With a mix of decaying and revamped historic buildings tucked among cookie-cutter suburban dreams, Maryland's National Park Seminary, an adventurous attempt at adaptive reuse, is surely the most unique new community regionally, if not nationally. The collaborative development team of The Alexander Company and EYA will sponsor a "ribbon cutting" today, highlighting the new construction and first stages of historic renovations ready for tenants, particularly the newly finished Ballroom condos.
A surreal, 32-acre conservation area is the setting for 280 new and rehabbed residences culled from an international showcase of homes - think Swiss mountain lodge next to Dutch windmill, astride American colonial. Shopping for a Japanese Pagoda? Yes, but you will have to wait, Alexander is still using it as office space.
The beltway-hugging Silver Spring site includes new townhomes, historic condominiums, rental apartments and historic single-family homes, formerly an elite girls finishing school and the United States Army quarters (an exemplar of mixed-use). The land extends to I-495 and a few new townhomes have back porch access to Rock Creek Park. The nearest metro, Forest Glen, is about a mile from the site, so residents working in DC will be stuck commuting up 16th street, the most direct route to downtown.
The Seminary has an interesting recent history as well: having identified the property as surplus, in 2001, the U.S. Army tried to raze the historic structures, but local preservationist Save Our Seminary banded together to prevent the historic loss. The federal government then turned the land over to Montgomery County, which selected Alexander as the developer in 2004 after a competitive RFP. Alexander, both the developer and architect, worked with EYA as a local partner for the new construction and hired Struever Bros. Eccles & Rouse as general contractor. The historic preservation is valued at over $150 million, which Alexander hopes to offset through sales of the new construction.
Dan Peters, Director of Communications for Alexander, highlighted the unique buying opportunity of historic units, "not one of the condos or apartments has the same floor plan...the site is the most unique residential development in the country." No argument here. The single-family historic homes designed to look like international dwellings and the hodgepodge designs of the condos are unexampled, one part World Fair, one part Alice in Wonderland. Interspersed are the mostly-standard townhomes of EYA - generally the epitome of architectural sameness at home in any suburban cul de sac, for one of the most eclectic juxtapositions outside of a museum.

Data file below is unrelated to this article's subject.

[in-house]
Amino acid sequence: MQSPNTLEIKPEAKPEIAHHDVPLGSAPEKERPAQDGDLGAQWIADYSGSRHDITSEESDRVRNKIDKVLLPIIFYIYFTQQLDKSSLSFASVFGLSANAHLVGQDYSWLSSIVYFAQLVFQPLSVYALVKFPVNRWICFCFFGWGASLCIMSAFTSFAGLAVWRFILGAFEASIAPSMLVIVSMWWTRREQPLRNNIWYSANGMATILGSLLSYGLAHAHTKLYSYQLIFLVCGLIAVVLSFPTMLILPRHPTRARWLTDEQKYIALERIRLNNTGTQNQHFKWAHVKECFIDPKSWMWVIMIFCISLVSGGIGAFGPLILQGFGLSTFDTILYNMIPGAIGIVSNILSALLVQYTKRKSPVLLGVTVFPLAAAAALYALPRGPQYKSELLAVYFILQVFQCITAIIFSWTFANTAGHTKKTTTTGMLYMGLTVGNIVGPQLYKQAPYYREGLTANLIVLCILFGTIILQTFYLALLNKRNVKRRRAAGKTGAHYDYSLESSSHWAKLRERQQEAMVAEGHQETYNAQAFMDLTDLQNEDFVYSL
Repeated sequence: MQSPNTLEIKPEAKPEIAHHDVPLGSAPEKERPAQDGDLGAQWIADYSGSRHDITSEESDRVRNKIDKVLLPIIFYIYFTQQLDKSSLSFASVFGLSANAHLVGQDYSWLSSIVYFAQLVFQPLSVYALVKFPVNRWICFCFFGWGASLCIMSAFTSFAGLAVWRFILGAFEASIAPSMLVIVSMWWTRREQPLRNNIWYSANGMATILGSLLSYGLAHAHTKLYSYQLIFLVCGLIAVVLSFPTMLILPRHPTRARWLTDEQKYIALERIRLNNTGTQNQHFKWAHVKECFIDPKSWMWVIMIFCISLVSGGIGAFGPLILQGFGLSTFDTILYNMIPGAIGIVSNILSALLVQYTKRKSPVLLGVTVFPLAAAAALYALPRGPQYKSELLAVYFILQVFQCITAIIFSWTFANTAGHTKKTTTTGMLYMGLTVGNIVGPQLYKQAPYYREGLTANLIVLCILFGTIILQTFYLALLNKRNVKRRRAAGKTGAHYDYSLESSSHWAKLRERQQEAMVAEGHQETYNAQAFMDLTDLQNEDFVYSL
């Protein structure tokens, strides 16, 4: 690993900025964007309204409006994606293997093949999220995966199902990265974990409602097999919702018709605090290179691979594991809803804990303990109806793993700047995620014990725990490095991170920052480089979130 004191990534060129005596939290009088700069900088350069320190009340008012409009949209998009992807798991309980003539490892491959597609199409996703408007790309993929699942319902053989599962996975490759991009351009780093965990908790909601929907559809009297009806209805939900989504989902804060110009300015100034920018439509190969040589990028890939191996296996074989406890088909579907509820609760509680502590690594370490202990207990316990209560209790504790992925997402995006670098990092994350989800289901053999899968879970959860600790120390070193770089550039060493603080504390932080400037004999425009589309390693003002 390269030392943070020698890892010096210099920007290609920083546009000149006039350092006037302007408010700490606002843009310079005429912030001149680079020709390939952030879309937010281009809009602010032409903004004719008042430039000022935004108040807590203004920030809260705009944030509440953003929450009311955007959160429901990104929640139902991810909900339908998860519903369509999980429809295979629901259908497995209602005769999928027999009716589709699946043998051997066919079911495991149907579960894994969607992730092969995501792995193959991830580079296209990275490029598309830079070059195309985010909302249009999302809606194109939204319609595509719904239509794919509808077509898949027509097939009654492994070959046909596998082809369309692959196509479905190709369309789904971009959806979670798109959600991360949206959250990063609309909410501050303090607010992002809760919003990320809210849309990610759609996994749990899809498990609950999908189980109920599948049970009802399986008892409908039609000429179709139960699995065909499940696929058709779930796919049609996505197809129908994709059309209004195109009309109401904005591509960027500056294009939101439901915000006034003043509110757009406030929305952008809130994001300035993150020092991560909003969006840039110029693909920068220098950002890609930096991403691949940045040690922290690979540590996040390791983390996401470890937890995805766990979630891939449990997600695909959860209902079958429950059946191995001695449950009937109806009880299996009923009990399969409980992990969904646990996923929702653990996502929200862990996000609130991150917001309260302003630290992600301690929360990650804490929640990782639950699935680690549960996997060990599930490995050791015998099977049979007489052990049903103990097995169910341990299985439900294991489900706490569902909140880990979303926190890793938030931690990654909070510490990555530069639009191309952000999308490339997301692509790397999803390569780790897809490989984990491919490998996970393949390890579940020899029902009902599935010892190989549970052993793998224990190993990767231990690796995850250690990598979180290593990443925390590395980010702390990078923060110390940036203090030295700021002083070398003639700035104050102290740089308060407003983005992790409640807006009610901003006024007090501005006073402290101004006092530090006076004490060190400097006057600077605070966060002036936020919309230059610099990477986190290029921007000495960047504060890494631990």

Since sales began in January 2006, all but 4 of the 90 new EYA townhomes have sold and the 66 historic rental apartments are fully leased, though only 20 of the 50 historic condos, which began delivering in late 2007, are spoken for at present. Only two of the historic single-family homes have sold so far.
The one, two and three-bedroom EYA townhomes range from $400,000 to $900,000. The 90 new townhomes and courtyard homes feature Spanish Mission, English Tudor, and Arts & Crafts architectural styles.
With only 4 new townhomes left for sale, buyers may want to fix their gaze on the condos or the historic single-family homes. The condo, pictured at right, features stained glass throughout, a lofted bedroom and reportedly sold for nearly $1.5 million. The first phase of historic condos is just about entirely complete and the second phase, which will tackle historic buildings including the gymnasium, the stables, the servants quarters and carpenter's shop, is set to begin in spring of 2010. Peters indicated construction would take between 12 and 18 months to complete.
Peters notes that historic single-family homes will demand a knack for historic preservation to meet the county's standards. Though to date only two of the homes have sold, the developer was optimistic that sales of historic condos would pick up with the progression of construction - a benefit of selling a concept versus a finished product. But with an entire phase of construction remaining, buyers may still need an active imagination.